Manubrial stress fractures diagnosed on MRI: report of two cases and review of the literature

Jonathan C. Baker, Jennifer L. Demertzis

Research output: Contribution to journalArticle

Abstract

In contrast to widely-reported sternal insufficiency fractures, stress fractures of the sternum from overuse are extremely rare. Of the 5 cases of sternal stress fracture published in the English-language medical literature, 3 were in the sternal body and only 2 were in the manubrium. We describe two cases of manubrial stress fracture related to golf and weightlifting, and present the first report of the MR findings of this injury. In each of these cases, the onset of pain was atraumatic, insidious, and associated with increased frequency of athletic activity. Imaging was obtained because of clinical diagnostic uncertainty. On MRI, each patient had a sagittally oriented stress fracture of the lateral manubrium adjacent to the first rib synchondrosis. Both patients had resolution of pain after a period of rest, with subsequent successful return to their respective activities. One patient had a follow-up MRI, which showed resolution of the manubrial marrow edema and fracture line. Based on the sternal anatomy and MR findings, we hypothesize that this rare injury might be caused by repetitive torque of the muscle forces on the first costal cartilage and manubrium, and propose that MRI might be an effective means of diagnosing manubrial stress fracture.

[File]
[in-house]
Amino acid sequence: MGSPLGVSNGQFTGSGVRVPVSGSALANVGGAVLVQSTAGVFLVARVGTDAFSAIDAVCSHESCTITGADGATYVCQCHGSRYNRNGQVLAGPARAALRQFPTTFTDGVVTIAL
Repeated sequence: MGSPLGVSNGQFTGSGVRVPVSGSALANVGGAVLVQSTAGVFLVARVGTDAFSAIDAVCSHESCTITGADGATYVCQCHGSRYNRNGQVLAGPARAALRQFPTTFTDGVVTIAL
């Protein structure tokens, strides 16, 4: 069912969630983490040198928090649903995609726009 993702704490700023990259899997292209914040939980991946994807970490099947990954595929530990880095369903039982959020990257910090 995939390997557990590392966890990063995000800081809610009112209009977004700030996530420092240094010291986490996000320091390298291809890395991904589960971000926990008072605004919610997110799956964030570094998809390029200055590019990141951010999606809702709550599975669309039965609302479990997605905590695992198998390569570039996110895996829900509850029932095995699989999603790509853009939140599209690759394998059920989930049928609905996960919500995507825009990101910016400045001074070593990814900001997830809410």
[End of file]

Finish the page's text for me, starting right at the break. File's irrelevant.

Original languageEnglish
Pages (from-to)833-837
Number of pages5
JournalSkeletal Radiology
Volume45
Issue number6
DOIs
StatePublished - Jun 1 2016

Keywords

  • MRI
  • Manubrium
  • Sternum
  • Stress fracture

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